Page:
IT HAD long been a mystery. How did Peter Mandelson afford a pounds 475,000 house on a backbench salary of pounds 43,000?
And, once he had, how did his budget stretch to Ozwald Boateng suits at pounds 1,800 a throw? Where did he get the money for his lavish lifestyle and for expensive stays in Venetian hotels? Well, now we know.
Thanks to the pounds 373,000 he borrowed from Geoffrey Robinson - at preferential rates of interest - his salary went much further. And, once his salary rose to pounds 90,267 a year as Secretary of State for Trade and Industry, it went further still.
At the time he borrowed the money from Mr Robinson, Mr Mandelson could have expected a building society to advance him no more than about pounds 130,000 - three times his salary - or, more unusually, pounds 172,000 - four times his salary. Instead, he got pounds 373,000 from Mr Robinson at the Midland Bank base rate of interest.
If he had borrowed the same amount from the Halifax, the monthly repayments at the end of 1996 would have been about pounds 2,172, compared with pounds 1,865 on base rate - or a monthly saving of pounds 307.
At current rates of interest, and taking into account a pounds 40,000 repayment Mr Mandelson made to Mr Robinson in the spring of 1997, the difference between Halifax-rated repayments and base-rate repayments would have risen to pounds 541 a month - or enough for an Ozwald Boateng suit every three months.
The total saving over 25 months may have been not far off pounds 10,000.
Nevertheless, the repayments will still have stretched Mr Mandelson, as he had to take out a mortgage for a further pounds 150,000 to buy the property and to refurbish it.
At the time, his take-home salary would have been in the region of pounds 2,500 a month - an amount which would have been swallowed up by both sets of repayments.
His mother, Mary, is believed to have helped him, but she is not thought to be particularly wealthy. Mr Mandelson's father, George, left her the family home in Hampstead Garden Suburb and other assets valued at pounds 57,711 when he died in 1988.
The trade secretary's grandfather, Herbert Morrison, a former home and foreign secretary, left pounds 28,000 when he died in 1965. That would be worth pounds 300,000 today, but it all went to his second wife, leaving his first wife, Mr Mandelson's grandmother, with nothing.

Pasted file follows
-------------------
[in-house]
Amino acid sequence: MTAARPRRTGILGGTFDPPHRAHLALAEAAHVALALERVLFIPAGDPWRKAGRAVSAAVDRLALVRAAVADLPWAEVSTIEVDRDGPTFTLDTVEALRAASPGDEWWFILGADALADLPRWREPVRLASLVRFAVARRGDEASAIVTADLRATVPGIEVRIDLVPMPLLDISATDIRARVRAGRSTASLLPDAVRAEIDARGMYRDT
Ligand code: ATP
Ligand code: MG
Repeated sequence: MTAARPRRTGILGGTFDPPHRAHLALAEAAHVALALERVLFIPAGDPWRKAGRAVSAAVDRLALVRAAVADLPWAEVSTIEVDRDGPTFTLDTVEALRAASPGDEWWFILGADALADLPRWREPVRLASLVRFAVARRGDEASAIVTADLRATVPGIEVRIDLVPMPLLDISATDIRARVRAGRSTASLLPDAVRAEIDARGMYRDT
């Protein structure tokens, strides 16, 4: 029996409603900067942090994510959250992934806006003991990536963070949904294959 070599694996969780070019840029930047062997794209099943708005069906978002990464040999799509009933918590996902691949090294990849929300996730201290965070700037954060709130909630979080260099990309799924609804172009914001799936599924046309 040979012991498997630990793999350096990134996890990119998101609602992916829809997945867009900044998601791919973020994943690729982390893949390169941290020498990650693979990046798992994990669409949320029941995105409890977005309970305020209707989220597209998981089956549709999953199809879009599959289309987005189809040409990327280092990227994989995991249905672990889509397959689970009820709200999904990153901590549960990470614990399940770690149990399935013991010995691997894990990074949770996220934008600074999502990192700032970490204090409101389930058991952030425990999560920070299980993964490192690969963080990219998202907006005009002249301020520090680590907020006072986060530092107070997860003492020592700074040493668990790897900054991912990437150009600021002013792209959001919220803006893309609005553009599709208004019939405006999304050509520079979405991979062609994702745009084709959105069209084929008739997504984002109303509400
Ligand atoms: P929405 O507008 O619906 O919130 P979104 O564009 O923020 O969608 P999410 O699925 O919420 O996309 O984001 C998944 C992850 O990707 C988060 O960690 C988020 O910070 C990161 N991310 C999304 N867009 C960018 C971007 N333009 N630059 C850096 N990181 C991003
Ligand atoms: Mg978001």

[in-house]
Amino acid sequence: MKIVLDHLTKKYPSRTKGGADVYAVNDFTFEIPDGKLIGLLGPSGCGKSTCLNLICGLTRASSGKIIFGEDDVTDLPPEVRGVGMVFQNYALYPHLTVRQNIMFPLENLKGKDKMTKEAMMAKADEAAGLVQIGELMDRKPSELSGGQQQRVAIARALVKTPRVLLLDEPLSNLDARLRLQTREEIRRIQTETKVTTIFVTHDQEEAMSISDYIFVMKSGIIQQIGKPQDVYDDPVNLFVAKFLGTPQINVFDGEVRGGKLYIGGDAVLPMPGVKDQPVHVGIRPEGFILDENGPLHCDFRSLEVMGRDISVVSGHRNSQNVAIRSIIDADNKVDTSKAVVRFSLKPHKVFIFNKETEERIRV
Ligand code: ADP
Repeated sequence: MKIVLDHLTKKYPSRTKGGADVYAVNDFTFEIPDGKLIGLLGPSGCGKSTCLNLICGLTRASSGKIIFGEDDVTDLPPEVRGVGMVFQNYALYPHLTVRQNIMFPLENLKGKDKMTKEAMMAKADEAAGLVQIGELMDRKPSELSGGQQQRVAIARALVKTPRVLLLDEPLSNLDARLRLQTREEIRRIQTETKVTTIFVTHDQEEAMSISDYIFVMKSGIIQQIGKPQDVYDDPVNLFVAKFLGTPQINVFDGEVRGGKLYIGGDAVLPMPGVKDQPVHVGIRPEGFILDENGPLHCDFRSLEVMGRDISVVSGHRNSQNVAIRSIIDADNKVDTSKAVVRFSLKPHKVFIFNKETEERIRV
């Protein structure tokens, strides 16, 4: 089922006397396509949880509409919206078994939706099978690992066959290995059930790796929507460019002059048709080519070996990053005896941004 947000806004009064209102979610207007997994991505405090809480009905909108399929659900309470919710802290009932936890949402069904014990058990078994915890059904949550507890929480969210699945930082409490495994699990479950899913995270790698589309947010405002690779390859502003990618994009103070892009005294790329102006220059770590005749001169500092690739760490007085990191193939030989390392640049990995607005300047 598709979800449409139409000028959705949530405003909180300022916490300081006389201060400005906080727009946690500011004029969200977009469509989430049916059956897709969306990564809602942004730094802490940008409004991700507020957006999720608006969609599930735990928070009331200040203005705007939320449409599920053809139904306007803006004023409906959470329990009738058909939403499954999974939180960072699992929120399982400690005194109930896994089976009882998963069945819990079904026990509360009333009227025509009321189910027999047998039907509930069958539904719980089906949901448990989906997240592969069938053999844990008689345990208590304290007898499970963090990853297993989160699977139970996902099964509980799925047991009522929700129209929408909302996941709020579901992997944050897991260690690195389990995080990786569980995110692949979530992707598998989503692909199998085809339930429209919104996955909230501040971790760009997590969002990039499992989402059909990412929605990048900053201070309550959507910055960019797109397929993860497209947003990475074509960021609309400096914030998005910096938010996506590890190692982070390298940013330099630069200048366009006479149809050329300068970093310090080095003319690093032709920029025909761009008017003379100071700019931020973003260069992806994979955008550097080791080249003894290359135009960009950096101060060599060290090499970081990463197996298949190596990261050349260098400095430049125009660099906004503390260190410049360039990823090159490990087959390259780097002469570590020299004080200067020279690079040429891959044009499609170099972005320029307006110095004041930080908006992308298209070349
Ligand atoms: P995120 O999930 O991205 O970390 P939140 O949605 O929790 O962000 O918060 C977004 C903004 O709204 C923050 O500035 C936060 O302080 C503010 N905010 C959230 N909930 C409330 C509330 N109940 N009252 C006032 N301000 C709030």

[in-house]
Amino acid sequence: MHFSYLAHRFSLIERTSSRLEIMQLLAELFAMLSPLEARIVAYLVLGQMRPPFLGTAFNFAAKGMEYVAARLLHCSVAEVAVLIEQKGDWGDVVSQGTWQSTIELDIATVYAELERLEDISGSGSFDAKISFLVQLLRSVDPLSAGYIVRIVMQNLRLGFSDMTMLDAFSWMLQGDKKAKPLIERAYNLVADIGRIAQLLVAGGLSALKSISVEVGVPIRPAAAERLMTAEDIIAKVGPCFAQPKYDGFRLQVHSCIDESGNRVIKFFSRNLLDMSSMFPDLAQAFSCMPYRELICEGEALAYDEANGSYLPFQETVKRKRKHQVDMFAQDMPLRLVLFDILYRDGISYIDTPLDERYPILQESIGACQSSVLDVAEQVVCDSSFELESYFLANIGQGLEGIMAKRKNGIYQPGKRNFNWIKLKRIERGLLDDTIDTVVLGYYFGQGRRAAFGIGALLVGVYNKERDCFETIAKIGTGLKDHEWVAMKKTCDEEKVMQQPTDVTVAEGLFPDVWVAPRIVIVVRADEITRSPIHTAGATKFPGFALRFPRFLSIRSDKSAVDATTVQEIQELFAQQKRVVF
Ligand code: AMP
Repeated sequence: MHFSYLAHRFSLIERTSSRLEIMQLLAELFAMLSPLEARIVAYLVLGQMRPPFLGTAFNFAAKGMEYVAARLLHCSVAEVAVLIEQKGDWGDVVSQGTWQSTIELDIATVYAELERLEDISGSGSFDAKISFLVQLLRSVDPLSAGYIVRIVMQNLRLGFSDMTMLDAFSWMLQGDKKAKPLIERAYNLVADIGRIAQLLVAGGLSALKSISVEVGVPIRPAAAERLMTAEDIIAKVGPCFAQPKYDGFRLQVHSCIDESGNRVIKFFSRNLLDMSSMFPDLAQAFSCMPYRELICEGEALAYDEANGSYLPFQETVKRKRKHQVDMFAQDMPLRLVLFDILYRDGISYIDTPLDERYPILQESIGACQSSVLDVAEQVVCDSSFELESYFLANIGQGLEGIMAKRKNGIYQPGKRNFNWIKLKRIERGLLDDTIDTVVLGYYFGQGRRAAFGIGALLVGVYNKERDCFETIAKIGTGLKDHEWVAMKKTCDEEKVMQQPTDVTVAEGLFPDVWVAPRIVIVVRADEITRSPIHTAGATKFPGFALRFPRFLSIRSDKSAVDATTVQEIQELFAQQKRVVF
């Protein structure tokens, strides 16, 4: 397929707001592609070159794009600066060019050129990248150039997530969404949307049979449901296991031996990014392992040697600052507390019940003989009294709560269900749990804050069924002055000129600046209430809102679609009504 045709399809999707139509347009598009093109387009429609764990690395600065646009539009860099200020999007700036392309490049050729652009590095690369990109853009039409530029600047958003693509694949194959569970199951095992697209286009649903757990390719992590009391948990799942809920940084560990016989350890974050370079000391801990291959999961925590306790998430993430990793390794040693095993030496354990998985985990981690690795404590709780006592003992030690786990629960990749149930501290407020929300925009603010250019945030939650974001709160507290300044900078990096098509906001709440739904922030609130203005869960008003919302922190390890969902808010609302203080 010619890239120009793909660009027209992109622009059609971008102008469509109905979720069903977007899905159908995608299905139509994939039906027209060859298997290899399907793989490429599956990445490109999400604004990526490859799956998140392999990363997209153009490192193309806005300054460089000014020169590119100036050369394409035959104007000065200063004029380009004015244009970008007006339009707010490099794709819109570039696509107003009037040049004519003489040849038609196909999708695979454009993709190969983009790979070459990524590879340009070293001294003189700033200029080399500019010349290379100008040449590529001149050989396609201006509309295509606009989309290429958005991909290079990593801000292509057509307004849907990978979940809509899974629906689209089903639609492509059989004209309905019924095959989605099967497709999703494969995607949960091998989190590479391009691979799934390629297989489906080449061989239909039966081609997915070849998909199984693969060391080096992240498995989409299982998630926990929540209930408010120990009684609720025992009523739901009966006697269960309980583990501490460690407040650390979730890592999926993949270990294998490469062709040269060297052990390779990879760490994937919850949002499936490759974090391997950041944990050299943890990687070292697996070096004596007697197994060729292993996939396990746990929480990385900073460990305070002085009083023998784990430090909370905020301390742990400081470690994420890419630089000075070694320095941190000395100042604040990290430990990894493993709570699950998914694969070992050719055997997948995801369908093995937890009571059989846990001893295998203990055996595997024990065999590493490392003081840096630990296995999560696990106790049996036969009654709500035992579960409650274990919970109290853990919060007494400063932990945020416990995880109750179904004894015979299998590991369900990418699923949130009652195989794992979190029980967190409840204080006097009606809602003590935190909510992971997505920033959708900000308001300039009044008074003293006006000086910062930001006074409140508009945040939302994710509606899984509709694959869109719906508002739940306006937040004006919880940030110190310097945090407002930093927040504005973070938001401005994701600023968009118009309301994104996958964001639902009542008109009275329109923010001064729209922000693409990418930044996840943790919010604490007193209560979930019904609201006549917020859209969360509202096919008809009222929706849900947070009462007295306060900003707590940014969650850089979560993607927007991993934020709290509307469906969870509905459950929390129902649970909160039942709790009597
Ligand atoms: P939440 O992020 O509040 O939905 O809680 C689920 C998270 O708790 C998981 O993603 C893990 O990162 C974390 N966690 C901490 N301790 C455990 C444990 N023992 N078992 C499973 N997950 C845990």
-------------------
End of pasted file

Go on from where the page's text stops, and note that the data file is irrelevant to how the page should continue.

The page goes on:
Mr Mandelson, who also owns a pounds 70,000 house in his Hartlepool constituency, is likely to have made some money from the sale of his previous home, a flat in Wilmington Square in upwardly mobile Clerkenwell - the sort of property that now sells for up to pounds 125,000. But this is not enough to make a dent in the cost of his four-storey Notting Hill house.
With a basic salary of pounds 35,000, MPs can raise a mortgage of up to about pounds 126,000 - which is just enough to buy a studio flat in Notting Hill. For a house of Mr Mandelson's size, such a sum would mean he would have had to buy in a more downmarket areas of London, like Lambeth.
Margaret Beckett, the minister's predecessor at the Department of Trade and Industry, has retained a "grace-and-favour" flat in Whitehall since she became the Leader of the House.
No such official residence exists for Mr Mandelson.
Like all ministers with constituencies outside of London, Mr Mandelson is eligible for a pounds 12,717 grant towards the upkeep of his Hartlepool home. The Additional Cost Allowance grant is paid to all MPs who claim it, but unlike backbenchers, ministers cannot use the money on a home in London.
Diane Abbott, Labour MP for Hackney North and Stoke Newington, said that she was "baffled" by the size of the Robinson loan to the minister.
"I would hate the public to think that all MPs insist on having half- a-million-pound houses. MPs from outside London get this allowance and they are perfectly able to purchase somewhere reasonable," Ms Abbott said.
"Peter must know the issue here is not just whether any impropriety occurred but whether there is the appearance of impropriety," she said.
"He argues he did not reveal this sizeable loan to his officials and he didn't declare it in the register of MPs' interests because he did not see that there was a conflict of interest.
"But Peter must know that that is not the point - the point is that we strive for the utmost transparency."
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